A model of the Challenger space shuttle and the spacesuit worn by Apollo 13 astronaut Fred Haise are among the artifacts in the Ellison Onizuka Remembrance.
A model of the Challenger space shuttle and the spacesuit worn by Apollo 13 astronaut Fred Haise are among the artifacts in the Ellison Onizuka Remembrance.

Karleen C. Chinen

Beloved Hawai‘i astronaut Ellison Onizuka’s 71st birthday was remembered and celebrated on June 24 with the opening of “The Ellison Onizuka Remembrance” at the Japanese Cultural Center of Hawai‘i. The collection is now part of the center’s “Okage Sama De: I am what I am because of you” permanent exhibit.

The remembrance includes a collection of photographs and artifacts celebrating the life of Hawai‘i’s first astronaut — and America’s first astronaut of Japanese and Asian ancestry. Among the artifacts are a nine-foot model of the Challenger space shuttle, a spacesuit worn by Apollo 13 astronaut Fred Haise, a piece of moon rock and a bust of Onizuka, who inspired countless children to dream big and work hard to realize those dreams.

Onizuka and his six Challenger crewmates were killed instantly when their space shuttle exploded 73 seconds after lifting off from Cape Canaveral, Fla., on Jan. 28, 1986.

For more than 24 years, the collection had been displayed in the Ellison Onizuka Space Center at Kona International Airport on Hawai‘i island. However, plans to expand the airport forced its closure in March 2016. (Earlier this year, the airport was officially renamed the Ellison Onizuka Kona International Airport at Keähole.) The artifacts were placed in storage while the Onizuka Memorial Committee searched for a new venue to share Ellison’s story with the public.

With the late astronaut’s Hawai‘i family members in attendance — brother and Onizuka Memorial Committee chair Claude Onizuka and sister Shirley Matsuoka, along with other family members — the remembrance was opened to the public at JCCH.

The Onizuka-JCCH relationship was facilitated by JCCH’s Hawai‘i island board member Daniel Kamitaki; University of Hawai‘i at Mänoa American Studies professor Dr. Dennis Ogawa; businessman Duane Kurisu, a Big Island native; and Mililani optometrist Dr. Ron Reynolds.

In a phone interview with the Herald, Reynolds said he was dismayed to learn that the Ellison Onizuka Space Center was being shuttered, so he called Kurisu, his longtime friend. “It’s not right that they’re not going to have anything on Ellison Onizuka for the kids,” he told Kurisu.

Empathizing with Reynolds’ disappointment, Kurisu contacted Ogawa, who had gotten to know the Onizuka family intimately while writing the book, “Ellison S. Onizuka: A Remembrance,” with the late Glen Grant. Ogawa, in turn, contacted Claude Onizuka. The four met and agreed that they needed to find a new home to display the tangible reminders of Ellison’s life, passion and work. They felt the JCCH would be the ideal place and approached its president and executive director Carole Hayashino, who was very interested in accepting the collection for JCCH.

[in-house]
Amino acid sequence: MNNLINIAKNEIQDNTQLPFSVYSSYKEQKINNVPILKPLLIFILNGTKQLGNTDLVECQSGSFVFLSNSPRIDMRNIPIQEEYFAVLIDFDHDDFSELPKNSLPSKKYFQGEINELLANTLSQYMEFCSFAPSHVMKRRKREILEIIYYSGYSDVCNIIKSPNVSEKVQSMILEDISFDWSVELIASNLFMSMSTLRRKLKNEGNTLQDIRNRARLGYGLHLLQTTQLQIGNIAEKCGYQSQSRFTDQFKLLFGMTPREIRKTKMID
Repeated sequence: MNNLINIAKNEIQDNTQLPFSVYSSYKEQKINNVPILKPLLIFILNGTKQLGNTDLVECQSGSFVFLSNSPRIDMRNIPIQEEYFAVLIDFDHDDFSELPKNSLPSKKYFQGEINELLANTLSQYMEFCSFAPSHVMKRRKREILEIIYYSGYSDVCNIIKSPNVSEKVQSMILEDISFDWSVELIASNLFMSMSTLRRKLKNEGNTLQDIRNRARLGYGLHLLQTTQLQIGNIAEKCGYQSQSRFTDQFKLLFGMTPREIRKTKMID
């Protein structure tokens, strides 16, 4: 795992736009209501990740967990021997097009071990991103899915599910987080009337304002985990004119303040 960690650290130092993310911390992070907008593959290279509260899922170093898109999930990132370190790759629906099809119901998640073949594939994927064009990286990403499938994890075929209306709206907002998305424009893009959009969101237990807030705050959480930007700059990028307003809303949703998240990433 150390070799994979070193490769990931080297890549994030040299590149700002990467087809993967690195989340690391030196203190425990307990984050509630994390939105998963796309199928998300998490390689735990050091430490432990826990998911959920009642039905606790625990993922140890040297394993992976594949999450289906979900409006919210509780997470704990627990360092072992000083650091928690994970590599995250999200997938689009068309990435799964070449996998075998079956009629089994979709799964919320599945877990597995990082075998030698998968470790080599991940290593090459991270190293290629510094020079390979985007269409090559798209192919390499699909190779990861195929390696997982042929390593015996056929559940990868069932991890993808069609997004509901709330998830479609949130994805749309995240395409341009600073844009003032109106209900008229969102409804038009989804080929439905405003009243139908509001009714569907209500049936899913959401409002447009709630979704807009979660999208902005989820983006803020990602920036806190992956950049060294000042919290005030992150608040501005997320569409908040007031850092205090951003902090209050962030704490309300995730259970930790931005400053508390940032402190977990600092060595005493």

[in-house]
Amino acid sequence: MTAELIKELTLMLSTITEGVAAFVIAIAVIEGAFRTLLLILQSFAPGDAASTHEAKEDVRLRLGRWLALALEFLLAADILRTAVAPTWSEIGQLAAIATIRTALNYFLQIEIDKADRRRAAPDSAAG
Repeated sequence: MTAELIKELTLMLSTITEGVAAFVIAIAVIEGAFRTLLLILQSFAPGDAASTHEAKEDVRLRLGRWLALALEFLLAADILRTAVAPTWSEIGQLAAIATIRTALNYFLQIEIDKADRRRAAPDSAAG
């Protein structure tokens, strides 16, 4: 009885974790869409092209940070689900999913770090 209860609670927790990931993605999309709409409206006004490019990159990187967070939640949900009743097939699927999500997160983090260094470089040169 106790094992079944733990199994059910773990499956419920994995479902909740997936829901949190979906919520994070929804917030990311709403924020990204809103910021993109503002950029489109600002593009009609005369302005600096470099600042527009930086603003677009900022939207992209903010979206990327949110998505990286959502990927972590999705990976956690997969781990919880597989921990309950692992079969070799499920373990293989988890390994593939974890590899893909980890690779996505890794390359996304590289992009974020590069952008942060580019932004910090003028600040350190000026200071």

Everyone whose kökua (help) they sought came through, said Reynolds — the Shiotsuka family, owners of Kona Trucking, which stored the collection until it was ready to be shipped to Honolulu; Young Brothers, who shipped the crates to O‘ahu; Hawaii Air Cargo owner Brian Suzuki, who stored the crates in his warehouse until they were ready to be transferred to JCCH — all because they believed in the project. The Sekiya of Fukuoka/Hawai‘i Endowment Fund of the Hawai‘i Community Foundation and the HouseMart Family Foundation provided additional funding for the design and installation of The Ellison Onizuka Remembrance.

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Former Gov. George Ariyoshi holds the photograph of his family that Ellison Onizuka took aboard his ill-fated Challenger mission in 1986. NASA returned to the photo to Ariyoshi, cleaned and framed, after the Challenger tragedy.
Former Gov. George Ariyoshi holds the photograph of his family that Ellison Onizuka took aboard his ill-fated Challenger mission in 1986. NASA returned to the photo to Ariyoshi, cleaned and framed, after the Challenger tragedy.

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